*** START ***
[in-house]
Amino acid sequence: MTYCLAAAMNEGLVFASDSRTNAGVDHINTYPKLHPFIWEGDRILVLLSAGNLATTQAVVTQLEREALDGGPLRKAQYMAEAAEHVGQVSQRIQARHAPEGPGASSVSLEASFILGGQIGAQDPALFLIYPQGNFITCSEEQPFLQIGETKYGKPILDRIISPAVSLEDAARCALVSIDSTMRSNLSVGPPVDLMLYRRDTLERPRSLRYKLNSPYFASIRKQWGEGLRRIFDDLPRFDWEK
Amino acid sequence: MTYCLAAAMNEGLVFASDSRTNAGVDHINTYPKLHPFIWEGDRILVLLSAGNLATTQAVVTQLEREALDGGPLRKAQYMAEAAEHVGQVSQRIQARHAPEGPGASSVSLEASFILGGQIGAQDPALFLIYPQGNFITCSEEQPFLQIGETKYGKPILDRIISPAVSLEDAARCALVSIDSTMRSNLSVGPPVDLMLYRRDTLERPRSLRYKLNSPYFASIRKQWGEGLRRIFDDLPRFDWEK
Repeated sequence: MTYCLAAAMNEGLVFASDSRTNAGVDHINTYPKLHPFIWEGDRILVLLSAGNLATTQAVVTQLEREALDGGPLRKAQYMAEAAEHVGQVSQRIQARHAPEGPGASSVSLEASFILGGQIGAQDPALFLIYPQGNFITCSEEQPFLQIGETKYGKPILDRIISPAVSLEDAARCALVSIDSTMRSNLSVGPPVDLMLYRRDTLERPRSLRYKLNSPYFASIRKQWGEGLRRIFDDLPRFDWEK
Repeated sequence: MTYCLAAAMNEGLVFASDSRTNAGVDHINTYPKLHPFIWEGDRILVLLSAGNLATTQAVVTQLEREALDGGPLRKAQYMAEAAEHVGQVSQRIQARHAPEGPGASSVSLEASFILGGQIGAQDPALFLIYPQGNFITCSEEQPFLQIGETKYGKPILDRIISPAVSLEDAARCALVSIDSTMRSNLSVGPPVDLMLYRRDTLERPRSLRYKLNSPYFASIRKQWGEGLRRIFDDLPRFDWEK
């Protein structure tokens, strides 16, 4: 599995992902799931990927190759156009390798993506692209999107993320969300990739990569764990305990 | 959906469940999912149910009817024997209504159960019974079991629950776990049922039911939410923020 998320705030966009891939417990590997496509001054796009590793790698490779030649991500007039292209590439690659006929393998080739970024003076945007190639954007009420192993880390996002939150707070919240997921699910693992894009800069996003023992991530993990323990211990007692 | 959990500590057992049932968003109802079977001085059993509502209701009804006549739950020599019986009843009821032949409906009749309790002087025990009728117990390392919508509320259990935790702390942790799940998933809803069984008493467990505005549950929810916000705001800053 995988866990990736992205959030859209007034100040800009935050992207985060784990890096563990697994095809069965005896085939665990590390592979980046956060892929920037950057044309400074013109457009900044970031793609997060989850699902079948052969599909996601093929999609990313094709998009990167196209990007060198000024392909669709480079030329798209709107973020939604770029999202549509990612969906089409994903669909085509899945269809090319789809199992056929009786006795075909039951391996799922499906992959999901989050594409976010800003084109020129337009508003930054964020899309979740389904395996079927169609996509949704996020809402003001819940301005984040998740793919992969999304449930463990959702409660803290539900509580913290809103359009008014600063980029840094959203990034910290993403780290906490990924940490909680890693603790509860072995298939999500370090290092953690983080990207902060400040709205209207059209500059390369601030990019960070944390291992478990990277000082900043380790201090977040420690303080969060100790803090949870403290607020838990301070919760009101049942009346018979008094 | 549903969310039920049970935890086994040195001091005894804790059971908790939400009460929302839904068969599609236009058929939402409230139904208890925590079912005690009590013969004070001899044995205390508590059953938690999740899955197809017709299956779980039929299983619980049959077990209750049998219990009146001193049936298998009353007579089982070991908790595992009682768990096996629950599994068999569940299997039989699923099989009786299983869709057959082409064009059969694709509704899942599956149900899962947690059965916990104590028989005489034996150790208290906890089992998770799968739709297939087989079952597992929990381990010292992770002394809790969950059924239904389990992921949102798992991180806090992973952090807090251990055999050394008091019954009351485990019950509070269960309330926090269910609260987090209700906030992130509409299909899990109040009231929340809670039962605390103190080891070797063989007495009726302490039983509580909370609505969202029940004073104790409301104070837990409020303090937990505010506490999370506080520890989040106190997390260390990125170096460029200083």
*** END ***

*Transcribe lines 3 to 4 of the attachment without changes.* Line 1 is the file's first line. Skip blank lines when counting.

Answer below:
Amino acid sequence: MTYCLAAAMNEGLVFASDSRTNAGVDHINTYPKLHPFIWEGDRILVLLSAGNLATTQAVVTQLEREALDGGPLRKAQYMAEAAEHVGQVSQRIQARHAPEGPGASSVSLEASFILGGQIGAQDPALFLIYPQGNFITCSEEQPFLQIGETKYGKPILDRIISPAVSLEDAARCALVSIDSTMRSNLSVGPPVDLMLYRRDTLERPRSLRYKLNSPYFASIRKQWGEGLRRIFDDLPRFDWEK
Repeated sequence: MTYCLAAAMNEGLVFASDSRTNAGVDHINTYPKLHPFIWEGDRILVLLSAGNLATTQAVVTQLEREALDGGPLRKAQYMAEAAEHVGQVSQRIQARHAPEGPGASSVSLEASFILGGQIGAQDPALFLIYPQGNFITCSEEQPFLQIGETKYGKPILDRIISPAVSLEDAARCALVSIDSTMRSNLSVGPPVDLMLYRRDTLERPRSLRYKLNSPYFASIRKQWGEGLRRIFDDLPRFDWEK